Who will be this year’s Nicky Delmonico?
It’s kind of a strange question, considering Delmonico is always himself. But it’s a question that gets at this topic: Who will be the late-season surprise that makes 2020 lineup projectors pause and puts on enough of a show to start the conversation about their place in the White Sox long-term plans?
To this point, that guy has been Daniel Palka. The slugger with a flair for the dramatic hasn’t excelled in every facet of the game, but his power displays, often in clutch moments, have earned him a loyal fan base in this rebuilding season. Considering he wasn’t even a member of the organization when the campaign began, it doesn’t really get more surprising than that.
Meanwhile, Delmonico hasn’t matched the impressive numbers he was able to put up at the close of last season, when he came out of nowhere — as in, not high on the list of the organization’s top prospects — to slash .262/.373/.482 with nine homers and 23 RBIs in just 43 games.
A hand injury that knocked him out for months, the dip in his numbers — .229/.322/.388 heading into Sunday’s game against the Kansas City Royals — and the ever-increasing amount of depth among the White Sox outfield prospects has perhaps taken Delmonico out of that conversation about the future.
But with home runs on back-to-back nights and a total of six RBIs in the last two games, perhaps Delmonico can play a similar role to the one he played last season, coming out of nowhere and staking his claim to future consideration. A strong finish might keep his name in the mix as the outfield of the future crowds with the likes of Eloy Jimenez, Luis Robert, Micker Adolfo, Luis Alexander Basabe, Luis Gonzalez, Alex Call and Joel Booker.
“It would be huge just to end the year on a good note,” Delmonico said Sunday. “But all I’m trying to do is control what I can control and go out there and give it everything I have.”
Delmonico obviously has experience in finishing the season strong. His production at the big league level at the end of last season came after a slow stretch in the middle of the summer, when he posted only a .216 batting average in the month of July while playing at Triple-A Charlotte.
This season, Delmonico’s numbers haven’t been much better in the second half than they were during a slow start ahead of the hand injury. Since the All-Star break, Delmonico is slashing .236/.304/.528 but with 11 extra-base hits including a quartet of homers. He said he can use the experience of turning things around last summer to close this season strong.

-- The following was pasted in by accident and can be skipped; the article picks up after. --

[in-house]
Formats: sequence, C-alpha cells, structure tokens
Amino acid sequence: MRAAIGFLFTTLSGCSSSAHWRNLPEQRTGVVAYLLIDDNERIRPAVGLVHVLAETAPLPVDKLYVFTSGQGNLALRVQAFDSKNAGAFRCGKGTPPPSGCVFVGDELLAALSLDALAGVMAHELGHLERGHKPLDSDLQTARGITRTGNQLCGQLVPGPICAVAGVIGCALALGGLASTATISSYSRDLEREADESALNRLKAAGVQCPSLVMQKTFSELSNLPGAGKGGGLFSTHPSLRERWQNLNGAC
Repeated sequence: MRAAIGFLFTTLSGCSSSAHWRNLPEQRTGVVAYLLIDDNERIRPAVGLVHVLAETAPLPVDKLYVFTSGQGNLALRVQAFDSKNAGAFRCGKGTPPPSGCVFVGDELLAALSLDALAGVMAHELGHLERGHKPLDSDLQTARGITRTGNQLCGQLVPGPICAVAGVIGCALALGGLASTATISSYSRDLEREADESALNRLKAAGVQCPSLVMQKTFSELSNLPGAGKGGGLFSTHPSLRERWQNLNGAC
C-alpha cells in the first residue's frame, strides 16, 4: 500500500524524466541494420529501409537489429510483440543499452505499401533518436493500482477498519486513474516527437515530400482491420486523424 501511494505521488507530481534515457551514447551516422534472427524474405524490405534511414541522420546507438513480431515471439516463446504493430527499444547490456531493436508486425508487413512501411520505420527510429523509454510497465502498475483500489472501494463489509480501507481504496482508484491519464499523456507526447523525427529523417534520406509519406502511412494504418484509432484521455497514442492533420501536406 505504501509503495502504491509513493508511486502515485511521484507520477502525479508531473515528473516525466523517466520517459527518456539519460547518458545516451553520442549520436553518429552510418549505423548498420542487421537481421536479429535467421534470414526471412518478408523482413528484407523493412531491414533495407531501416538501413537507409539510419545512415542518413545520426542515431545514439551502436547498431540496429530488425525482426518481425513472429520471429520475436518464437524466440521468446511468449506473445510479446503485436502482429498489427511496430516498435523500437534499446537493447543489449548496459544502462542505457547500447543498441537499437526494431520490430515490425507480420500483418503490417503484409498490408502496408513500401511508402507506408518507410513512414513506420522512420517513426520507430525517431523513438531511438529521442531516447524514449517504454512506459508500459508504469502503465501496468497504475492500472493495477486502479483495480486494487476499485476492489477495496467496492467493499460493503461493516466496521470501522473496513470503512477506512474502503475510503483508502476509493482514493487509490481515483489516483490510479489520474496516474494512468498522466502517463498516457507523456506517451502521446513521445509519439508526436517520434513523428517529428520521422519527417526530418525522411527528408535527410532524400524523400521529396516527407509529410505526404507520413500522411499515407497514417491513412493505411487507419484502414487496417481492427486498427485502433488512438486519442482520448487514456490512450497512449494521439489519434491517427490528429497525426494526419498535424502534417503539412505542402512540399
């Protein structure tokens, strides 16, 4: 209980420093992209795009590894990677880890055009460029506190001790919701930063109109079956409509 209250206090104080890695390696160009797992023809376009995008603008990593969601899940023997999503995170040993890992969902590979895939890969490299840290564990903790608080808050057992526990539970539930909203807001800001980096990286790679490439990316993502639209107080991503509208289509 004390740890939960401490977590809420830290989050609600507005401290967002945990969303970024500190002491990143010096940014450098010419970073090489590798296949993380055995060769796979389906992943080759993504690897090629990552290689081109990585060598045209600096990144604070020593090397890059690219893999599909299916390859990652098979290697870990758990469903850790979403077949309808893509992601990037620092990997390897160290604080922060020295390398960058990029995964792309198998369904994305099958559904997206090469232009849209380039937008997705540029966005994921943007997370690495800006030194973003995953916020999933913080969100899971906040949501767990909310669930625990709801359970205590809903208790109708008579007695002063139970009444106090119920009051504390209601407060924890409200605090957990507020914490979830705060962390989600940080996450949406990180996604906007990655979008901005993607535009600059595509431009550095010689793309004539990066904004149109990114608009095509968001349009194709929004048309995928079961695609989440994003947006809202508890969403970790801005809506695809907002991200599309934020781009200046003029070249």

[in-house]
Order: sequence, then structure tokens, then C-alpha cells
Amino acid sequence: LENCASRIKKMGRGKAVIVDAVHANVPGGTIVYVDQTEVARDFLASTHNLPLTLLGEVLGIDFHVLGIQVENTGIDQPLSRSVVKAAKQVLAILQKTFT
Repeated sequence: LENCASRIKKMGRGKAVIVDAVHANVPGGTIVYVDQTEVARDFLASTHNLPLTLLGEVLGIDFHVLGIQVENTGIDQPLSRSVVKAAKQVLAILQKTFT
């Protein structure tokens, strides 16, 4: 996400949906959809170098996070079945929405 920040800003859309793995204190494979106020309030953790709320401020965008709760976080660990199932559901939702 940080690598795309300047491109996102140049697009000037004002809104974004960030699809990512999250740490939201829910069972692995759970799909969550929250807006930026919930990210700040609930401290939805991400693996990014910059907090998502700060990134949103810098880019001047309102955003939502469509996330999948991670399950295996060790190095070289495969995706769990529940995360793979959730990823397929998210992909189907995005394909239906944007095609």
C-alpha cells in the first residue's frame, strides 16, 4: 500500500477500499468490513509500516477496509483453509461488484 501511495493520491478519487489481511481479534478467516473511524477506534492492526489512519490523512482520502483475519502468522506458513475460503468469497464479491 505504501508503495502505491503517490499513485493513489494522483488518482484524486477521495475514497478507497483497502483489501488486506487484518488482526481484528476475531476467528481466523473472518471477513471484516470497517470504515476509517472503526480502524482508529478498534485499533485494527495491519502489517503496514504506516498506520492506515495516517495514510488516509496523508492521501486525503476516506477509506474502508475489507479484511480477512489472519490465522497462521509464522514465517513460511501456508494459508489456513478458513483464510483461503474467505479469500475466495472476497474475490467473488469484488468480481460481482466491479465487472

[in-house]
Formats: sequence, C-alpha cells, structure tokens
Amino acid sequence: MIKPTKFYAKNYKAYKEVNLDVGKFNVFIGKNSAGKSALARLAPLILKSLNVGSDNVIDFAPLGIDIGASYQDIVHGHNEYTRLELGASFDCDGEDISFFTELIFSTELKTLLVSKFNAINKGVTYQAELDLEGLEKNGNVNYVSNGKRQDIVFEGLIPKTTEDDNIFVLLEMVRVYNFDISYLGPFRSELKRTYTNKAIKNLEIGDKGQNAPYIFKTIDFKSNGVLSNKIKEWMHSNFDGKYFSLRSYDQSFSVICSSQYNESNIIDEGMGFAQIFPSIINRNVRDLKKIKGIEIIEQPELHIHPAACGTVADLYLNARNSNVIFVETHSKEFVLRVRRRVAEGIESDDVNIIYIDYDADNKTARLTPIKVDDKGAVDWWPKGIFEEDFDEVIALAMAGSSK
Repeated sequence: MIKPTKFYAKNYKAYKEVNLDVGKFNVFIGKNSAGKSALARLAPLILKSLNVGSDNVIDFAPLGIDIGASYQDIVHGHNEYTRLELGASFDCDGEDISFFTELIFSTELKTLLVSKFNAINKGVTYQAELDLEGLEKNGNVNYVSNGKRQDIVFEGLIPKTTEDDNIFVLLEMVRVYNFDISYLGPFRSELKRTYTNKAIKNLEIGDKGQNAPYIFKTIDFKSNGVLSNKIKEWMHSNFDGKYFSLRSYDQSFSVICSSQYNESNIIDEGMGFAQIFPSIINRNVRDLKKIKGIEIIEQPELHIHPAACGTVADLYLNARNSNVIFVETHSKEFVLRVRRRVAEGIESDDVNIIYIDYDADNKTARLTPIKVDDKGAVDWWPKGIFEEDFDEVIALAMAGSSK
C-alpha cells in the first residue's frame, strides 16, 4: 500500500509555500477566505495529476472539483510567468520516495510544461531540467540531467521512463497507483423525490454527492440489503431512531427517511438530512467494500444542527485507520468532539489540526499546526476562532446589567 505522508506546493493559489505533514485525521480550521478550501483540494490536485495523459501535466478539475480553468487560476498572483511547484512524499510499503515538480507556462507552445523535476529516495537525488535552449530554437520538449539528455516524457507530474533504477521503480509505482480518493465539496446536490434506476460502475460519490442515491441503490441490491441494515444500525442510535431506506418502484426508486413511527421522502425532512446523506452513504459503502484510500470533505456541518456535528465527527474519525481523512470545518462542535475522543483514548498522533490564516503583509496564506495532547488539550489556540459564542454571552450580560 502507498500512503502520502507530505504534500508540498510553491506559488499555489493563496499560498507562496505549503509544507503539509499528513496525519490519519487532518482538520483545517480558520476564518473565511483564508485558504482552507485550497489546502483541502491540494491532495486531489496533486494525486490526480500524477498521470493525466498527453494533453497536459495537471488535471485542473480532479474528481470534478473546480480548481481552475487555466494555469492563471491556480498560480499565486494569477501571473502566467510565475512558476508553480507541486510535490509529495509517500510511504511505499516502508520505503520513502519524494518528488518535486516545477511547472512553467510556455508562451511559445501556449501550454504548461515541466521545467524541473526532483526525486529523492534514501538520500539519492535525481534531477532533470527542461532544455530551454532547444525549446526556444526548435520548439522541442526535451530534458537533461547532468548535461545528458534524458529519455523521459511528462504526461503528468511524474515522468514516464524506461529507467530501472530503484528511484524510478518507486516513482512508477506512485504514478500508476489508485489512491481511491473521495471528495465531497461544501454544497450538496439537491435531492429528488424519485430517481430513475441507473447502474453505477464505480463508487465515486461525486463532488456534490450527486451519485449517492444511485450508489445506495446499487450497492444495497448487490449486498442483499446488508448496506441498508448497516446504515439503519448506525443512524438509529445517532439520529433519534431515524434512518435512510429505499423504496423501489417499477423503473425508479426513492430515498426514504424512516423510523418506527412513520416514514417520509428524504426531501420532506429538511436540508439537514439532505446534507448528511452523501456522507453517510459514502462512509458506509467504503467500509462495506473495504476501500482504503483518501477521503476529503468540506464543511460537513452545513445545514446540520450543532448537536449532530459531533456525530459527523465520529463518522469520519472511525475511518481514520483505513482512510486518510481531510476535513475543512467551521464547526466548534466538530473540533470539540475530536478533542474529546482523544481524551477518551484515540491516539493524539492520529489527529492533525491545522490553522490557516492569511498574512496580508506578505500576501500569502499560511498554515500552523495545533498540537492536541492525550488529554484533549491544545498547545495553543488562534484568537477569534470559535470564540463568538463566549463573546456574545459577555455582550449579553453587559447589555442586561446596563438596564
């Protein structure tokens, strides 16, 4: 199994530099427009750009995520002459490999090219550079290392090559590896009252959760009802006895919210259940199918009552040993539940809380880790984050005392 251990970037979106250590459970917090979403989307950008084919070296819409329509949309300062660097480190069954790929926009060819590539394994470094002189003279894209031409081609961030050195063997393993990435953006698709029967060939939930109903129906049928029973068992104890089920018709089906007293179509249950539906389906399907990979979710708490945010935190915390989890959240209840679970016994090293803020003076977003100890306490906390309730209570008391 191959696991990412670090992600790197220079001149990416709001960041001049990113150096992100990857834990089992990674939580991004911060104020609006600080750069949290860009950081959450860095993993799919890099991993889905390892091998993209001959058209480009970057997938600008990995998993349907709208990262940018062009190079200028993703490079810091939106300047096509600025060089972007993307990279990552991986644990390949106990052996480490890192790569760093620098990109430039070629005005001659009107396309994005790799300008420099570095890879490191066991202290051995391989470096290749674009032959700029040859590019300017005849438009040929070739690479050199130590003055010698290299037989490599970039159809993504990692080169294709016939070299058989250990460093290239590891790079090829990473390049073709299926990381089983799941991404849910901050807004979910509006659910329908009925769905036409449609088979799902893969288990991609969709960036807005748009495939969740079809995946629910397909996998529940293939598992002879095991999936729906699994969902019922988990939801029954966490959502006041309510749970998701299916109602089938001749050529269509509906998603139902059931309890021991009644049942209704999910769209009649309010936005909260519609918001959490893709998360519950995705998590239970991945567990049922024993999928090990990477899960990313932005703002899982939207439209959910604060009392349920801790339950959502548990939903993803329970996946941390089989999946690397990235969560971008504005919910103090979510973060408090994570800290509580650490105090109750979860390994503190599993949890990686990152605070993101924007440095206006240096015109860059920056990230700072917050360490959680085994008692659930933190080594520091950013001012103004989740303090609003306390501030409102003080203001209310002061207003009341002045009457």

“When I was in Charlotte, I kind of hit a rough July and then kind of picked it up. And then when I was here, I kind of picked it up again and learned from a lot of my teammates, a lot of other guys,” he said. “I’m trying to pick up that same thing, that same mentality of where I was last year and just trying to go out and compete, learn and see what happens.”
Manager Rick Renteria, talking amid Delmonico’s two recent long balls, has liked what he’s seen.
“He’s been swinging the bat pretty good,” Renteria said Saturday. “I think he’s a little more fluid. (Friday), he put a good swing on that pitch that he was able to drive out of the ballpark. He’s getting more and more comfortable. Hopefully, it continues. We’ve got (however many) more days of the regular season left. All of these guys, at this point, you hope that they turn the corner and they start to improve on certain things that they’ve been working on throughout the course of the season.”
While the wave of prospects that is rolling its way toward the South Side figures to hold the bulk of the outfield of the future, of the time when rebuilding mode transforms into contention mode, there are unique opportunities for the guys currently playing at the major league level. Though that’s not to say Delmonico is currently without competition: Palka has impressed with his power, Leury Garcia has earned playing time with a solid bat, Adam Engel has been tremendous defensively, and Avisail Garcia was an All Star a season ago.
“I can learn from them, it’s awesome,” Delmonico said of his fellow big league outfielders. “I can learn from Adam, Avi, Leury, all these guys that are really good out there. As well as Palka, we go out there every day for early work. Just kind of learn from them. I try to motivate them, they motivate me and we continue to go.”
The opportunity is still there for someone like Delmonico, who at only 26 could still work his way into — or back into — those 2020 lineup projections.